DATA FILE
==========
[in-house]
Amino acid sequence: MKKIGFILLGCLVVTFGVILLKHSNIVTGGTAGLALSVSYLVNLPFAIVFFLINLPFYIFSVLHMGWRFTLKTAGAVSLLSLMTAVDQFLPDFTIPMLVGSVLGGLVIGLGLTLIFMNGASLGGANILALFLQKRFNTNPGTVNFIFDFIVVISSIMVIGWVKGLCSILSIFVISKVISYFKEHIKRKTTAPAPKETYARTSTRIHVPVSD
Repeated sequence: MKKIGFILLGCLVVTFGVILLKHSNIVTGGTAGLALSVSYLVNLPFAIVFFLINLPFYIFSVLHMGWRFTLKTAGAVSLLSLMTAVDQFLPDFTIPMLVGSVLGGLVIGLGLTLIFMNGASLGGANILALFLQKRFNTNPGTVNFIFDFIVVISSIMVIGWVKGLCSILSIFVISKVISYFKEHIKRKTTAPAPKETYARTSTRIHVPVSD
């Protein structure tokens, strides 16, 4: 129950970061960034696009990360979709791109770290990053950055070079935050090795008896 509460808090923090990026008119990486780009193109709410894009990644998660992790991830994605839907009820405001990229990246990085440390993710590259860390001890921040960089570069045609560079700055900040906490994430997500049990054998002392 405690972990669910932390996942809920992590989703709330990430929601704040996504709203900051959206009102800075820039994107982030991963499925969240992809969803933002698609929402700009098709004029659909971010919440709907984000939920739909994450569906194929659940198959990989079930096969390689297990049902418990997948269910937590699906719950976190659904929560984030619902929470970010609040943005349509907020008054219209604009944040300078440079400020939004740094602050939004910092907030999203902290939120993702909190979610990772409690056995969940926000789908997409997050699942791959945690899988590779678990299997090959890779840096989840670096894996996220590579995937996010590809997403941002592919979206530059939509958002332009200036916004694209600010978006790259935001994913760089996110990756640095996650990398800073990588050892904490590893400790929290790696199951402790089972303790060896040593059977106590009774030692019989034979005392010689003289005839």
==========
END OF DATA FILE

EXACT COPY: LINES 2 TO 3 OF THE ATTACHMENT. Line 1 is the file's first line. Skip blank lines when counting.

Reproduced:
Amino acid sequence: MKKIGFILLGCLVVTFGVILLKHSNIVTGGTAGLALSVSYLVNLPFAIVFFLINLPFYIFSVLHMGWRFTLKTAGAVSLLSLMTAVDQFLPDFTIPMLVGSVLGGLVIGLGLTLIFMNGASLGGANILALFLQKRFNTNPGTVNFIFDFIVVISSIMVIGWVKGLCSILSIFVISKVISYFKEHIKRKTTAPAPKETYARTSTRIHVPVSD
Repeated sequence: MKKIGFILLGCLVVTFGVILLKHSNIVTGGTAGLALSVSYLVNLPFAIVFFLINLPFYIFSVLHMGWRFTLKTAGAVSLLSLMTAVDQFLPDFTIPMLVGSVLGGLVIGLGLTLIFMNGASLGGANILALFLQKRFNTNPGTVNFIFDFIVVISSIMVIGWVKGLCSILSIFVISKVISYFKEHIKRKTTAPAPKETYARTSTRIHVPVSD